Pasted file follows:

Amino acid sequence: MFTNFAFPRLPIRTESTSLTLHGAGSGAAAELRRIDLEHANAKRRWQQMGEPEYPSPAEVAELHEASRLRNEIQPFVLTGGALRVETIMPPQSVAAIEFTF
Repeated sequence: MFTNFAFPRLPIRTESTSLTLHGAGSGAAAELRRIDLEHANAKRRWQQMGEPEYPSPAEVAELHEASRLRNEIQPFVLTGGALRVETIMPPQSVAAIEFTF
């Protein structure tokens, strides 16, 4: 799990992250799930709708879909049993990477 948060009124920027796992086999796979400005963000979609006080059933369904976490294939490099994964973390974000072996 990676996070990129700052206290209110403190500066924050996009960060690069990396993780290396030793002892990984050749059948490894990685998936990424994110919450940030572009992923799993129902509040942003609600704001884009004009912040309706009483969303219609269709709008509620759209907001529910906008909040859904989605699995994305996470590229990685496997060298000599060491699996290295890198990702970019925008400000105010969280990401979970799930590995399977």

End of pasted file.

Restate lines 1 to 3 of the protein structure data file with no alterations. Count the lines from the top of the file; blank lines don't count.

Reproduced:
Amino acid sequence: MFTNFAFPRLPIRTESTSLTLHGAGSGAAAELRRIDLEHANAKRRWQQMGEPEYPSPAEVAELHEASRLRNEIQPFVLTGGALRVETIMPPQSVAAIEFTF
Repeated sequence: MFTNFAFPRLPIRTESTSLTLHGAGSGAAAELRRIDLEHANAKRRWQQMGEPEYPSPAEVAELHEASRLRNEIQPFVLTGGALRVETIMPPQSVAAIEFTF
């Protein structure tokens, strides 16, 4: 799990992250799930709708879909049993990477 948060009124920027796992086999796979400005963000979609006080059933369904976490294939490099994964973390974000072996 990676996070990129700052206290209110403190500066924050996009960060690069990396993780290396030793002892990984050749059948490894990685998936990424994110919450940030572009992923799993129902509040942003609600704001884009004009912040309706009483969303219609269709709008509620759209907001529910906008909040859904989605699995994305996470590229990685496997060298000599060491699996290295890198990702970019925008400000105010969280990401979970799930590995399977």